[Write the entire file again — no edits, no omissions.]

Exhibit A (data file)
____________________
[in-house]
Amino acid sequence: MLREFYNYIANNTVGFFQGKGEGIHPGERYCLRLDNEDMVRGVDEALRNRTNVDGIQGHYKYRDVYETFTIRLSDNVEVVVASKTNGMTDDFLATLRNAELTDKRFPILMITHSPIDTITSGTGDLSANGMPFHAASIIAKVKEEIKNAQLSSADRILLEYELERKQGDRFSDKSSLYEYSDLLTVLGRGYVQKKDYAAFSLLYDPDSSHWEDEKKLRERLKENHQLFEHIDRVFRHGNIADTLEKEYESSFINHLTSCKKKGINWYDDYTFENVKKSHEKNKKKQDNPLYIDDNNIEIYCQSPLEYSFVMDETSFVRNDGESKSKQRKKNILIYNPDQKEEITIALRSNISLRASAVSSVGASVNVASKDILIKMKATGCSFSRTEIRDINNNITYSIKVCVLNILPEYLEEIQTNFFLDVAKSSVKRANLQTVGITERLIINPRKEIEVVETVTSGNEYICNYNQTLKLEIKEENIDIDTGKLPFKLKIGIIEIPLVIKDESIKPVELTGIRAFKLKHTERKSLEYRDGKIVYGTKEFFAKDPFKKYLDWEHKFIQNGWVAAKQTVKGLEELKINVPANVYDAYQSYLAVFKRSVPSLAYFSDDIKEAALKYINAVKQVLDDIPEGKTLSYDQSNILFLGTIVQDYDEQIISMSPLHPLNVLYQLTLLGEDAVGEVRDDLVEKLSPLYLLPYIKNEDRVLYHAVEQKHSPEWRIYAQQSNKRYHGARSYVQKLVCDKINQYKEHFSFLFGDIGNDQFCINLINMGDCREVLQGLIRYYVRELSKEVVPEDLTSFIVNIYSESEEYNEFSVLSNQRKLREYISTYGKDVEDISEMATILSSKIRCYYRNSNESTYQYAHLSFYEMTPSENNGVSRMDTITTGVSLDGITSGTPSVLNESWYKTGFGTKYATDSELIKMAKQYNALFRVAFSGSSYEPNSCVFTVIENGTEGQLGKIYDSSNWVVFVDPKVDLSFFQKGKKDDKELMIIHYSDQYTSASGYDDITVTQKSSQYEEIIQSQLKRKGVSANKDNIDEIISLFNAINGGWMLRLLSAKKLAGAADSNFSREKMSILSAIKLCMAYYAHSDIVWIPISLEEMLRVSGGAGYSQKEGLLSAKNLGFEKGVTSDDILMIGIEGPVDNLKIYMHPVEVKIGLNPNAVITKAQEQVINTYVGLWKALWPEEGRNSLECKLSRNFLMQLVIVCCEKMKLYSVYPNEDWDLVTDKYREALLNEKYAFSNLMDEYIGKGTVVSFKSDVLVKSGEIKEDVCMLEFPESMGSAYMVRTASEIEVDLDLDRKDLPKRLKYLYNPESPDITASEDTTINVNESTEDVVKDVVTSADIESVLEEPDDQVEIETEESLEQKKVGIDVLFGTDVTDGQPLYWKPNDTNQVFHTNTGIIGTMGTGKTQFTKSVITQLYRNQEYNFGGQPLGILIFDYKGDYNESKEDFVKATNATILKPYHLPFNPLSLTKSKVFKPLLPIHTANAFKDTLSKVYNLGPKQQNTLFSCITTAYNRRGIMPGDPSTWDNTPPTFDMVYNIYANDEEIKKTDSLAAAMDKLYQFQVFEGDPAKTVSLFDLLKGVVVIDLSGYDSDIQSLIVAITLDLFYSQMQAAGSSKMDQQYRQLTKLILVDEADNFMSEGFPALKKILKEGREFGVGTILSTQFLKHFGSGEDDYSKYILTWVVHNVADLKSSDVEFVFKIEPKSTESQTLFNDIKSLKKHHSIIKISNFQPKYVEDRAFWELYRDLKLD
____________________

[in-house]
Amino acid sequence: MLREFYNYIANNTVGFFQGKGEGIHPGERYCLRLDNEDMVRGVDEALRNRTNVDGIQGHYKYRDVYETFTIRLSDNVEVVVASKTNGMTDDFLATLRNAELTDKRFPILMITHSPIDTITSGTGDLSANGMPFHAASIIAKVKEEIKNAQLSSADRILLEYELERKQGDRFSDKSSLYEYSDLLTVLGRGYVQKKDYAAFSLLYDPDSSHWEDEKKLRERLKENHQLFEHIDRVFRHGNIADTLEKEYESSFINHLTSCKKKGINWYDDYTFENVKKSHEKNKKKQDNPLYIDDNNIEIYCQSPLEYSFVMDETSFVRNDGESKSKQRKKNILIYNPDQKEEITIALRSNISLRASAVSSVGASVNVASKDILIKMKATGCSFSRTEIRDINNNITYSIKVCVLNILPEYLEEIQTNFFLDVAKSSVKRANLQTVGITERLIINPRKEIEVVETVTSGNEYICNYNQTLKLEIKEENIDIDTGKLPFKLKIGIIEIPLVIKDESIKPVELTGIRAFKLKHTERKSLEYRDGKIVYGTKEFFAKDPFKKYLDWEHKFIQNGWVAAKQTVKGLEELKINVPANVYDAYQSYLAVFKRSVPSLAYFSDDIKEAALKYINAVKQVLDDIPEGKTLSYDQSNILFLGTIVQDYDEQIISMSPLHPLNVLYQLTLLGEDAVGEVRDDLVEKLSPLYLLPYIKNEDRVLYHAVEQKHSPEWRIYAQQSNKRYHGARSYVQKLVCDKINQYKEHFSFLFGDIGNDQFCINLINMGDCREVLQGLIRYYVRELSKEVVPEDLTSFIVNIYSESEEYNEFSVLSNQRKLREYISTYGKDVEDISEMATILSSKIRCYYRNSNESTYQYAHLSFYEMTPSENNGVSRMDTITTGVSLDGITSGTPSVLNESWYKTGFGTKYATDSELIKMAKQYNALFRVAFSGSSYEPNSCVFTVIENGTEGQLGKIYDSSNWVVFVDPKVDLSFFQKGKKDDKELMIIHYSDQYTSASGYDDITVTQKSSQYEEIIQSQLKRKGVSANKDNIDEIISLFNAINGGWMLRLLSAKKLAGAADSNFSREKMSILSAIKLCMAYYAHSDIVWIPISLEEMLRVSGGAGYSQKEGLLSAKNLGFEKGVTSDDILMIGIEGPVDNLKIYMHPVEVKIGLNPNAVITKAQEQVINTYVGLWKALWPEEGRNSLECKLSRNFLMQLVIVCCEKMKLYSVYPNEDWDLVTDKYREALLNEKYAFSNLMDEYIGKGTVVSFKSDVLVKSGEIKEDVCMLEFPESMGSAYMVRTASEIEVDLDLDRKDLPKRLKYLYNPESPDITASEDTTINVNESTEDVVKDVVTSADIESVLEEPDDQVEIETEESLEQKKVGIDVLFGTDVTDGQPLYWKPNDTNQVFHTNTGIIGTMGTGKTQFTKSVITQLYRNQEYNFGGQPLGILIFDYKGDYNESKEDFVKATNATILKPYHLPFNPLSLTKSKVFKPLLPIHTANAFKDTLSKVYNLGPKQQNTLFSCITTAYNRRGIMPGDPSTWDNTPPTFDMVYNIYANDEEIKKTDSLAAAMDKLYQFQVFEGDPAKTVSLFDLLKGVVVIDLSGYDSDIQSLIVAITLDLFYSQMQAAGSSKMDQQYRQLTKLILVDEADNFMSEGFPALKKILKEGREFGVGTILSTQFLKHFGSGEDDYSKYILTWVVHNVADLKSSDVEFVFKIEPKSTESQTLFNDIKSLKKHHSIIKISNFQPKYVEDRAFWELYRDLKLD